Genomic resources for a butterfly evo-devo model
I did my post-doctoral
Tony Long at the
University of California at Irvine (USA)
as an EMBO felow on a research project supported
by NSF. In the quest to understanding the genetic basis of
phenotypic variation and adaptive evolution, B.
anynana eyespot patterns are a particularly
exciting system because they render themselves to the integration of different
types of data. These
including ecological, evolutionary, developmental, physiological,
and genetic studies.
In order to be able to make the most of B. anynana butterflies as genetic
models and further the potential of this butterfly as a
study organism in evolutionary, developmental, and ecological genetics,
we developed genetic and genomic tools for this system - including an EST project
a gene-based linkage map, and high-density gene arrays. These which will be pivotal for
the dissection of the
genetic basis of
variation in wing patterns, a morphological phenotype of clear adaptive value.
We ran a B. anynana Expression Sequence Tag
(EST) project using cDNA libraries made of larval
and pupal wing discs.
The focus on these biased gene discovery towards genes that are expressed
at the right place (i.e. wing primordia), at the right time
(i.e. when wing patterning is being specified).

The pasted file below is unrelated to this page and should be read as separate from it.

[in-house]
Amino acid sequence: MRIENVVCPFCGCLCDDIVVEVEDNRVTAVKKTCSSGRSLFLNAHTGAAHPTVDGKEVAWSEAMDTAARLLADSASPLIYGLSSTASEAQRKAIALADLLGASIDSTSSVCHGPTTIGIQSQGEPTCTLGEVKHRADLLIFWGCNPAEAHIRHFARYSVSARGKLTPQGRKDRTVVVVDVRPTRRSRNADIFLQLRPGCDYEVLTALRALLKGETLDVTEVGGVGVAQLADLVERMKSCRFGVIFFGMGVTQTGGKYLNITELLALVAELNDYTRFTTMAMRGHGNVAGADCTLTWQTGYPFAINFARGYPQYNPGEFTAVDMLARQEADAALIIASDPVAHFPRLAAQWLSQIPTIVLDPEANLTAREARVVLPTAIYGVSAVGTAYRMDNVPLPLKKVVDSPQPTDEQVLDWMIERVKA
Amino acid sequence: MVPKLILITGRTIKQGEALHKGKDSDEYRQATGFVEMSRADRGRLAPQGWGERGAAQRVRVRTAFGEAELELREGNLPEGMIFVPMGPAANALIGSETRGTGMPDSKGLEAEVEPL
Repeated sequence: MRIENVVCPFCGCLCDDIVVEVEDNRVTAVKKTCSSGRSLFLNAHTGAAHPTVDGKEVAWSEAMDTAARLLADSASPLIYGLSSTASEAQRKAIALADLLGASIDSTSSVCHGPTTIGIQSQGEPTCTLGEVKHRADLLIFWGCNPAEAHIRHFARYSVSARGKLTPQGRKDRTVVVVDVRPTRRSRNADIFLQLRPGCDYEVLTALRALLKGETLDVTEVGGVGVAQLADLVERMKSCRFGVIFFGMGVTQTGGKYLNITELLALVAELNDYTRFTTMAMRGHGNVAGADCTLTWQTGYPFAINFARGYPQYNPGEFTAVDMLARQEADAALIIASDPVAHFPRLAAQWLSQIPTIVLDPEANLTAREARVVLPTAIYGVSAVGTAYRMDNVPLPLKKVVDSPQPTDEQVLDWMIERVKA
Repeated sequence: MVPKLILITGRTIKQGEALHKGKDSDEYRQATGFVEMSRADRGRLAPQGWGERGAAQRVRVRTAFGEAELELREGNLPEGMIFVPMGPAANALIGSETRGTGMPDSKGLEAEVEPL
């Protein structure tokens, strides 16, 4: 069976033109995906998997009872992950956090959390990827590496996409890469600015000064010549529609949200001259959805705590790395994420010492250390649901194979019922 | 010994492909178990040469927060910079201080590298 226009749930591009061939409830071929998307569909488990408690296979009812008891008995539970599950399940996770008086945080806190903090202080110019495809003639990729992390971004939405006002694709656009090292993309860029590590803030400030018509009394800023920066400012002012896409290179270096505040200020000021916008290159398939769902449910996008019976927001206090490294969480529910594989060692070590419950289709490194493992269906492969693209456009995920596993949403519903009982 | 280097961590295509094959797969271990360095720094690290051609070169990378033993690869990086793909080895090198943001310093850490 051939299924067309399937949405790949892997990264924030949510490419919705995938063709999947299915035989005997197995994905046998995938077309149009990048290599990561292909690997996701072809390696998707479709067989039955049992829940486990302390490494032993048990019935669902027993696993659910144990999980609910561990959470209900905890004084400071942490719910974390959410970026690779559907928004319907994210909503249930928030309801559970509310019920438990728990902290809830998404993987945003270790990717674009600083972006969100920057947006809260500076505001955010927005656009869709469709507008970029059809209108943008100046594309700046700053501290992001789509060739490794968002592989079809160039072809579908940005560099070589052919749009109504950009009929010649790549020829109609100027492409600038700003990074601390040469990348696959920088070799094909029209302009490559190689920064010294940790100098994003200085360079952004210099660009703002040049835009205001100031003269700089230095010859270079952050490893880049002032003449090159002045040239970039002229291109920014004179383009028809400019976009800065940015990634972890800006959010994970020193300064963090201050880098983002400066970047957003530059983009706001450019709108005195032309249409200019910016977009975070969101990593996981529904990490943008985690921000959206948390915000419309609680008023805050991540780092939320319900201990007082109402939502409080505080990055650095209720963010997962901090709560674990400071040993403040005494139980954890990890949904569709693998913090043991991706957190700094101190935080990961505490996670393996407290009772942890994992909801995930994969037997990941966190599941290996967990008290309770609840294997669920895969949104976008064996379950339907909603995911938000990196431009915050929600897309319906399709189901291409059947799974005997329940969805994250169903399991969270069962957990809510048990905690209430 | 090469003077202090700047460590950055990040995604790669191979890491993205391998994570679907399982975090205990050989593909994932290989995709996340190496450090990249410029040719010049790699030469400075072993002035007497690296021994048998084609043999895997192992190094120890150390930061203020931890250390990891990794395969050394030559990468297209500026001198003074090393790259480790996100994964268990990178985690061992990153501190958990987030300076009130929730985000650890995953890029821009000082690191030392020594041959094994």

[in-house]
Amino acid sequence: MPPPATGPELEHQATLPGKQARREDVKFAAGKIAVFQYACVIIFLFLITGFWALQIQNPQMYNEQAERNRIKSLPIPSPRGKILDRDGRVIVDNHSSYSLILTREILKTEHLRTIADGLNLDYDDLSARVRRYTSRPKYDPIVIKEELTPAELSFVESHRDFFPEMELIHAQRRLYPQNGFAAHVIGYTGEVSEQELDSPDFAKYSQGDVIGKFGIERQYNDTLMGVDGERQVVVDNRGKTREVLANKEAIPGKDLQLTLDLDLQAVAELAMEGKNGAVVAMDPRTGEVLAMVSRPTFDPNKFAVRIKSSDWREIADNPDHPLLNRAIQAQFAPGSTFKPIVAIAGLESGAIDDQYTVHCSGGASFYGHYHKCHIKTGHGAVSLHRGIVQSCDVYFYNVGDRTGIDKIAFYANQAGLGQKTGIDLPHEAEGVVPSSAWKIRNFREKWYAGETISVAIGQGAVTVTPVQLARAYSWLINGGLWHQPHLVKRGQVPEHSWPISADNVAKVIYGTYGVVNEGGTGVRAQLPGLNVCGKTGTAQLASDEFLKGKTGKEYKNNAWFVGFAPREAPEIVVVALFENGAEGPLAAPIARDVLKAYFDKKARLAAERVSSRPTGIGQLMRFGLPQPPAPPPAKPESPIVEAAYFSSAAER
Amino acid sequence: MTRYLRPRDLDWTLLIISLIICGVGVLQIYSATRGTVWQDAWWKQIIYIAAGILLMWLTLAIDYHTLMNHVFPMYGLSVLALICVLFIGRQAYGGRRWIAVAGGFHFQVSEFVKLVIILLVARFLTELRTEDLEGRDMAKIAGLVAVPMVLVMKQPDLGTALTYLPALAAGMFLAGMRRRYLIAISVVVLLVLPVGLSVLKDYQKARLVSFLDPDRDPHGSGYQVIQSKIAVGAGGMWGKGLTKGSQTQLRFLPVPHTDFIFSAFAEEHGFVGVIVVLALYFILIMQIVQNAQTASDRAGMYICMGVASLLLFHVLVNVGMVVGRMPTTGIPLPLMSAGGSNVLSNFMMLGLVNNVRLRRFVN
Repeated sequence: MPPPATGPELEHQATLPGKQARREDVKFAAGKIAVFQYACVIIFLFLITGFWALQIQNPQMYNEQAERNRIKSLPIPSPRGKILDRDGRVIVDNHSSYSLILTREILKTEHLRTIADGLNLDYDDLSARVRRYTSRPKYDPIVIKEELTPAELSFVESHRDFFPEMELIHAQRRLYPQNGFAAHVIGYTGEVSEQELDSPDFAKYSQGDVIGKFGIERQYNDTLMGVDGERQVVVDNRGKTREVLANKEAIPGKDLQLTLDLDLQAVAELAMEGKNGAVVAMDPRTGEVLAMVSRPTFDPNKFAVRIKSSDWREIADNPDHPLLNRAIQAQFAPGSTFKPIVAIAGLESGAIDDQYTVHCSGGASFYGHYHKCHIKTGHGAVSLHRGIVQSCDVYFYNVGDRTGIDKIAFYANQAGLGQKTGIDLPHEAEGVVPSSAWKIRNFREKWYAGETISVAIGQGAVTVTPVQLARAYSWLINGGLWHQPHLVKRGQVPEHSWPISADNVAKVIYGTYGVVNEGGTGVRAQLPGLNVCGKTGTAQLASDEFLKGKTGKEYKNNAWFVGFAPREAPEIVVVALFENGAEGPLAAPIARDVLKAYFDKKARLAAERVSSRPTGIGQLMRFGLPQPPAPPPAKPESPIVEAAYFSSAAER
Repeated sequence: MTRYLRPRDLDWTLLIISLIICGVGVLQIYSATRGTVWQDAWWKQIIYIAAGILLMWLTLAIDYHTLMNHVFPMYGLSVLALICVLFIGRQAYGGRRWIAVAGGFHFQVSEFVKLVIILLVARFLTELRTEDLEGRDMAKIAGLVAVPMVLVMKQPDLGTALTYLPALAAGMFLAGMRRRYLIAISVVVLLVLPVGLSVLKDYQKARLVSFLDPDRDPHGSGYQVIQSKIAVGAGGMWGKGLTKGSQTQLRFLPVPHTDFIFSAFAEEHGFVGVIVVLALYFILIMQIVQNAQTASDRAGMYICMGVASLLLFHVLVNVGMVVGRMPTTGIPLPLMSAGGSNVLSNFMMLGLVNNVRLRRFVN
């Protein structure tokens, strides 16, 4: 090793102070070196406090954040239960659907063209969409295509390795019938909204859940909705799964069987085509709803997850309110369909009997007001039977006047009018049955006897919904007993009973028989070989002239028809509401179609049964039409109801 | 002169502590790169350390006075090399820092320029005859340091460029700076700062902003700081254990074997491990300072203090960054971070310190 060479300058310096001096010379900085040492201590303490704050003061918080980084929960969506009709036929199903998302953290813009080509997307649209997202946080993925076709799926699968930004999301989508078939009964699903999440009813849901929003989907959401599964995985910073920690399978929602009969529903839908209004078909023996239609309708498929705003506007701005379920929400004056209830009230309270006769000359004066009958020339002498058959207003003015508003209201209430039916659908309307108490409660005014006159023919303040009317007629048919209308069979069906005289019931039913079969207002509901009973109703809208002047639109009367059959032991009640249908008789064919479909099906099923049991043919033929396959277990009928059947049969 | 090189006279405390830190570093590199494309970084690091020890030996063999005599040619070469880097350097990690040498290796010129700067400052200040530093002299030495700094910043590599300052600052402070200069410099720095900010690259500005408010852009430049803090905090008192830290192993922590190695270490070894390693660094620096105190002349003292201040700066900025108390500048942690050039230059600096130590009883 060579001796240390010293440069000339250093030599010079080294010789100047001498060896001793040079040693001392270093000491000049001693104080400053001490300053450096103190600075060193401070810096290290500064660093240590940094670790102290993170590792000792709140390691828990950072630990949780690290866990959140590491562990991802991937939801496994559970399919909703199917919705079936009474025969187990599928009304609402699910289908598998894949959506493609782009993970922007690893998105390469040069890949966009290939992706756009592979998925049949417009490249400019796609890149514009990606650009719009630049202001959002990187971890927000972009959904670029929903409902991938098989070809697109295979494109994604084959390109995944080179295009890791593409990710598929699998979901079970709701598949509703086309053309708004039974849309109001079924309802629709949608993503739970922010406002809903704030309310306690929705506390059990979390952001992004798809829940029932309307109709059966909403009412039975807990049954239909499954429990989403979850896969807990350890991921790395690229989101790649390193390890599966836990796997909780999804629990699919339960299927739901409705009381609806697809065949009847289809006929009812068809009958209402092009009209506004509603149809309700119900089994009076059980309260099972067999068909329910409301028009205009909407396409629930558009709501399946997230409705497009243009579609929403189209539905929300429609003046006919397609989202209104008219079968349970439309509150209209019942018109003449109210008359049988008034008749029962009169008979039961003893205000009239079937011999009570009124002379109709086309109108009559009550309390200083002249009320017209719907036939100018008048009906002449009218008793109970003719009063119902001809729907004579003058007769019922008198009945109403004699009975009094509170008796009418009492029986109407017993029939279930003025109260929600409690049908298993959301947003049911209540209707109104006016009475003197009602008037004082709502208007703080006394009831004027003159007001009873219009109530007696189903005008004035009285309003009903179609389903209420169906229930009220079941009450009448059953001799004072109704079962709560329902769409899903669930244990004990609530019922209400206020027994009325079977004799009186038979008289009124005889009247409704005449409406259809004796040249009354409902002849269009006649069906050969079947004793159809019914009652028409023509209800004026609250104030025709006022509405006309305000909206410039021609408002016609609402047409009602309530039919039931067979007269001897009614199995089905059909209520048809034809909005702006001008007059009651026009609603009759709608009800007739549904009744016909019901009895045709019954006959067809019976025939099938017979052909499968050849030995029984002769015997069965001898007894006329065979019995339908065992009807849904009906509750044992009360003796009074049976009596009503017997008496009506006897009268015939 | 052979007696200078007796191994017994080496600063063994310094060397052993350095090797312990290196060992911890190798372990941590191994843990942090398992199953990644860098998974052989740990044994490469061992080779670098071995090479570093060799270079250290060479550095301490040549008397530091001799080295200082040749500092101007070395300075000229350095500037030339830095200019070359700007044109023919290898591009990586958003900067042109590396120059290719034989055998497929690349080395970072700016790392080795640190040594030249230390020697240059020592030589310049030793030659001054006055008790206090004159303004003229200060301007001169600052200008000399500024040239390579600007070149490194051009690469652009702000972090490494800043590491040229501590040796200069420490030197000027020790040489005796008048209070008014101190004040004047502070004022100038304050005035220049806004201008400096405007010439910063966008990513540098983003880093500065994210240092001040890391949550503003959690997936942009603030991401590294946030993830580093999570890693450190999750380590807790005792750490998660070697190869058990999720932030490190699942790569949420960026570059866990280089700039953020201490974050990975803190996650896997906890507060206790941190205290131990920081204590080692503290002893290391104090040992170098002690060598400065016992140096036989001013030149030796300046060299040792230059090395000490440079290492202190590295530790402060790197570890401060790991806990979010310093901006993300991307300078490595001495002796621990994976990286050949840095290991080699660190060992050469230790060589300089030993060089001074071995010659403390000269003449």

Sequencing a large number of ESTs
from outbred butterflies further enabled
us not only to identify new "wing genes" (about 4200 Unique Genes)
but also to find
sequence polymorphisms in those genes
which can be used to make a B. anynana gene-based linkage map.
Our "wing gene" map will be used to
localize the genetic factors involved in variation in eyespot pattern
phenotypes. We will look at both standing genetic variation, by using
artificial selection lines, and at mutant stocks, both available in the
Brakefield lab at the University of Leiden
(The Netherlands). Our butterfly wing ESTs will also be put on
high-density arrays which we will use to look at differences in gene
expression across lab selection lines and mutant stocks with different eyespot
In the future, we hope to be able to look at variation in natural populations
B. anynana and other species of the genus.
NSF grant summary
B. anynana lifecycle
B. anynana EST db